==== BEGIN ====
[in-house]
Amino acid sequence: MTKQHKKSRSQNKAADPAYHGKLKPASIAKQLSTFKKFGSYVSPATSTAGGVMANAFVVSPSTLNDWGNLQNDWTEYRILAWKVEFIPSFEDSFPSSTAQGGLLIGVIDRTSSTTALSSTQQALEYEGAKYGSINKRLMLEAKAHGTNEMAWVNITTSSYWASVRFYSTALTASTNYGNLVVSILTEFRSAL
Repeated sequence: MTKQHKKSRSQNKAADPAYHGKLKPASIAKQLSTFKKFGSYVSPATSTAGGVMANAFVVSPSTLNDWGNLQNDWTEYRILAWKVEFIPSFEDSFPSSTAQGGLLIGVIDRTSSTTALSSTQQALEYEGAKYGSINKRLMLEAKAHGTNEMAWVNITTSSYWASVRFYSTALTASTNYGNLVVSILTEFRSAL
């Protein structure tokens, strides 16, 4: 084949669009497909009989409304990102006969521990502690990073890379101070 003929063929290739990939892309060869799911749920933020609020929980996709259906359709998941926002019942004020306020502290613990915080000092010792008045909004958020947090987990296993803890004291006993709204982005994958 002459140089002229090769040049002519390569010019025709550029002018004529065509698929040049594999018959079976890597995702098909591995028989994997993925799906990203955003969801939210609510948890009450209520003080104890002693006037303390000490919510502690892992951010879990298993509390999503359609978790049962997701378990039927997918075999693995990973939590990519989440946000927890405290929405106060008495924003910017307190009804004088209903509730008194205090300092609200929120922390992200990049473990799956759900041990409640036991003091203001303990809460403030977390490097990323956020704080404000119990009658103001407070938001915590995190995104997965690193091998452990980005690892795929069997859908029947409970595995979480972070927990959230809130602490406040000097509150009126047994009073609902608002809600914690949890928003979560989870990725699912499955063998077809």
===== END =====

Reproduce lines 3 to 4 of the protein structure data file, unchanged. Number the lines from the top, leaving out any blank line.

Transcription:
Repeated sequence: MTKQHKKSRSQNKAADPAYHGKLKPASIAKQLSTFKKFGSYVSPATSTAGGVMANAFVVSPSTLNDWGNLQNDWTEYRILAWKVEFIPSFEDSFPSSTAQGGLLIGVIDRTSSTTALSSTQQALEYEGAKYGSINKRLMLEAKAHGTNEMAWVNITTSSYWASVRFYSTALTASTNYGNLVVSILTEFRSAL
């Protein structure tokens, strides 16, 4: 084949669009497909009989409304990102006969521990502690990073890379101070 003929063929290739990939892309060869799911749920933020609020929980996709259906359709998941926002019942004020306020502290613990915080000092010792008045909004958020947090987990296993803890004291006993709204982005994958 002459140089002229090769040049002519390569010019025709550029002018004529065509698929040049594999018959079976890597995702098909591995028989994997993925799906990203955003969801939210609510948890009450209520003080104890002693006037303390000490919510502690892992951010879990298993509390999503359609978790049962997701378990039927997918075999693995990973939590990519989440946000927890405290929405106060008495924003910017307190009804004088209903509730008194205090300092609200929120922390992200990049473990799956759900041990409640036991003091203001303990809460403030977390490097990323956020704080404000119990009658103001407070938001915590995190995104997965690193091998452990980005690892795929069997859908029947409970595995979480972070927990959230809130602490406040000097509150009126047994009073609902608002809600914690949890928003979560989870990725699912499955063998077809």